Stan’s Market: Good, Fresh and Cheap

With its worn green-and-white awning, handcrafted wooden tables and open-air setup, Stan’s Market has the feel of a produce stand located alongside a beach-bound highway.

Stan’s Market, located at 1809 Penn Ave. in Pittsburgh’s historic Strip District, has been selling fresh fruits and vegetables since 1997. Steve Stanek, owner of Stan’s Market, has had his hands in the produce business since high school. Steve worked as a produce manager at Foodland before deciding to start his own business.

Stan’s employs eight people including Mike Stanek, who jokingly refers to himself as the “latchon brother” and has worked at Stan’s since the market opened.

Photo by OTB Staff

Photo by OTB Staff

What is the difference between Stan’s Market and competing food shops and stands in the Strip?

Tim Workman, a Stan’s Market employee for more than eight years, credits the store’s focus on inexpensive, quality produce for its success.

“[Stan’s Market] is the only full produce shop in the Strip, there is nobody quite like us,” Workman says.

Stan’s Market obtains its produce from a variety of distributors. Some of the products are bought

On a cool, autumn Saturday at Stan’s, customers can find a variety of seasonal produce to choose from.

wholesale from various vendors. Other fruits and veggies are shipped directly from vendors in California and New Jersey. Depending upon the season in Pittsburgh, Stan’s Market also sells produce provided by local farmers. The food is delivered by truck or picked up at the produce terminal area.

But as in any other business, there are pitfalls and changes. After nearly 100 years in the Strip, J.E. Corcoran Corporation, one of the largest wholesale fruit and vegetable vendors in Pittsburgh and one of Stan’s key suppliers, has decided to move out of the city.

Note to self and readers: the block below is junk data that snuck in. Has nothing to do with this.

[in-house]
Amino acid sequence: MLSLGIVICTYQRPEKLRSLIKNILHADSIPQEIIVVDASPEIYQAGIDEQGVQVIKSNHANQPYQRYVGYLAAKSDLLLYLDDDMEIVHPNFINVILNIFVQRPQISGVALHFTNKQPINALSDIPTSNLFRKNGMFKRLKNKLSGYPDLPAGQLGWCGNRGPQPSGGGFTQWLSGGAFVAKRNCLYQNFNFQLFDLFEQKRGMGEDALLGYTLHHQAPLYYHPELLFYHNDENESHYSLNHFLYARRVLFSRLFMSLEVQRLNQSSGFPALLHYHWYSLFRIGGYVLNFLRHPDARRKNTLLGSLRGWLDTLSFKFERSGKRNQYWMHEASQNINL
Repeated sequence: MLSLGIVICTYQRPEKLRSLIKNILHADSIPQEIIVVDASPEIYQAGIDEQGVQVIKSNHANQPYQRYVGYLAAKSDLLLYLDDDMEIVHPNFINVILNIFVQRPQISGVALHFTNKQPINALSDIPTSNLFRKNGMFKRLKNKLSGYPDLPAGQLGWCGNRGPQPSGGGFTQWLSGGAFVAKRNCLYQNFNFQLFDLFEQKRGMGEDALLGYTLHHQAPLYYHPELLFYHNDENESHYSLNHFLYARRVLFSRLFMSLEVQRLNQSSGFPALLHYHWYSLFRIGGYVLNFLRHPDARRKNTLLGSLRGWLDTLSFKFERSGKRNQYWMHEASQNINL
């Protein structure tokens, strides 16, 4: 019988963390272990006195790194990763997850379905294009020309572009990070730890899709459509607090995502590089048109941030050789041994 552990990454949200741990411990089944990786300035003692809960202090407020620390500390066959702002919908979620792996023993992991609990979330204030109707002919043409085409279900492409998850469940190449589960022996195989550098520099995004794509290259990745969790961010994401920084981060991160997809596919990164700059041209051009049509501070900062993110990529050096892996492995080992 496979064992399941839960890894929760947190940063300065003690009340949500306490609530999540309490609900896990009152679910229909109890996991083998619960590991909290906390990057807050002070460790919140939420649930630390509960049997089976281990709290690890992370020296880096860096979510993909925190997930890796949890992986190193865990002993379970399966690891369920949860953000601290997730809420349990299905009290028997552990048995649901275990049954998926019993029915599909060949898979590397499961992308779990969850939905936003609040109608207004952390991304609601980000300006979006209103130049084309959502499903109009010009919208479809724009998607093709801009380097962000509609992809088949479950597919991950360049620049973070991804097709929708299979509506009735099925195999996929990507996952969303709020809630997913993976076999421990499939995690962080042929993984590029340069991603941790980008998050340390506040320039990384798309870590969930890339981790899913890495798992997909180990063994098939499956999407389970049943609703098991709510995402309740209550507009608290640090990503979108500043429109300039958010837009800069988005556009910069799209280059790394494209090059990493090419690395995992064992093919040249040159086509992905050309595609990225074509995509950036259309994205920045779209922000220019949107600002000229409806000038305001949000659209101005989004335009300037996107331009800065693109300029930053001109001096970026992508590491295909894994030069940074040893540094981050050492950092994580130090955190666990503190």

Photo by OTB Staff

Photo by OTB Staff

The ability to buy produce at a significantly lower price than that of a grocery store is appealing to customers, like long-time customer Diana Hallen of Greenfield, for example. Diana, who has been buying her produce from Stan’s Market ever since it opened, considers their prices unbeatable. In order to offer low prices to customers, Stan’s finds suppliers that offer lower wholesale prices. Since suppliers are currently nearby, transportation costs are low. But thinking outside the box also allows Stan’s to economize.

“Say there are 100 oranges in a box. The USDA allows 5% decay,” Steve explains, meaning that a supplier can expect full price if five of the oranges are bruised or otherwise unsellable. “If there is 10% decay by the time we get them they have to sell it to us for an even lower price. Instead of paying $25 you only spend $10.” Tossing out ten oranges isn’t a bad deal when they get 90 for such a discounted price.

On a cool, autumn Saturday at Stan’s, customers can find a variety of seasonal produce to choose from. Pumpkins of all shapes and sizes, squash and decorative gourds are in stock for the season’s festivities. A very diverse group of customers browses through potential jack-o’-lanterns.

At the rear of the store, near the cash register, there is a laminated map covered with thumbtacks that mark the hometowns of Stan’s customers.

“We get such a diverse crowd of people … we have over 100 countries represented,” Steve says.

Over 45 states in the U.S. are represented alone. Six of the seven continents, Antarctica being the exception, have at least one thumbtack to represent them. Kenya, Sri Lanka, Italy and Australia are just a small sample of the nations whose culinary emissaries have visited Stan’s.

Photo by OTB Staff

Photo by OTB Staff

Stan’s Market is open seven days a week, but nothing compares to a weekend morning in the Strip District.

The crowds are buzzing, the food is sizzling and Stan’s Market is packed like an uncarved pumpkin. When asked about a Saturday at Stan’s, employee Dave Dubris laughs and says “It’s ‘goin’ be real busy brother.”